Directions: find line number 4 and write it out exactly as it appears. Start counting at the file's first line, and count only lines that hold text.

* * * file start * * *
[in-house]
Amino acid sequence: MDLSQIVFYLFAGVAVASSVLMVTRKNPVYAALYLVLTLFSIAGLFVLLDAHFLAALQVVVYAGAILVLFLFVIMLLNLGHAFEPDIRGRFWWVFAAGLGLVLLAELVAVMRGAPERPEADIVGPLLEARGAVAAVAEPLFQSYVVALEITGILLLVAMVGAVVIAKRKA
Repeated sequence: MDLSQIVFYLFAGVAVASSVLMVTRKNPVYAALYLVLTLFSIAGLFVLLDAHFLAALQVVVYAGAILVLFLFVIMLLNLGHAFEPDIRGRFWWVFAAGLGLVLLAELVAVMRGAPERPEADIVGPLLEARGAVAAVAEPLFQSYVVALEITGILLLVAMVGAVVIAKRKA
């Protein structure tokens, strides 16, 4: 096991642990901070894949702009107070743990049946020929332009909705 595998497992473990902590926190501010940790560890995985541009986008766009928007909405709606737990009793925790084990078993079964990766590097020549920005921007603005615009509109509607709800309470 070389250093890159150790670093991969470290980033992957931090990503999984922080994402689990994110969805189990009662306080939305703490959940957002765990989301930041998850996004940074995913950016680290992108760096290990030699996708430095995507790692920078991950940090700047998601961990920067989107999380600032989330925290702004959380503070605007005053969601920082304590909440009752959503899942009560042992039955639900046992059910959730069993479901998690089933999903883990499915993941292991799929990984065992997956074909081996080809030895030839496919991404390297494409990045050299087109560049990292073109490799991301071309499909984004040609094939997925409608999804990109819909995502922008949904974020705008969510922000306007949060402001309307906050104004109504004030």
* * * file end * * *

């Protein structure tokens, strides 16, 4: 096991642990901070894949702009107070743990049946020929332009909705 595998497992473990902590926190501010940790560890995985541009986008766009928007909405709606737990009793925790084990078993079964990766590097020549920005921007603005615009509109509607709800309470 070389250093890159150790670093991969470290980033992957931090990503999984922080994402689990994110969805189990009662306080939305703490959940957002765990989301930041998850996004940074995913950016680290992108760096290990030699996708430095995507790692920078991950940090700047998601961990920067989107999380600032989330925290702004959380503070605007005053969601920082304590909440009752959503899942009560042992039955639900046992059910959730069993479901998690089933999903883990499915993941292991799929990984065992997956074909081996080809030895030839496919991404390297494409990045050299087109560049990292073109490799991301071309499909984004040609094939997925409608999804990109819909995502922008949904974020705008969510922000306007949060402001309307906050104004109504004030």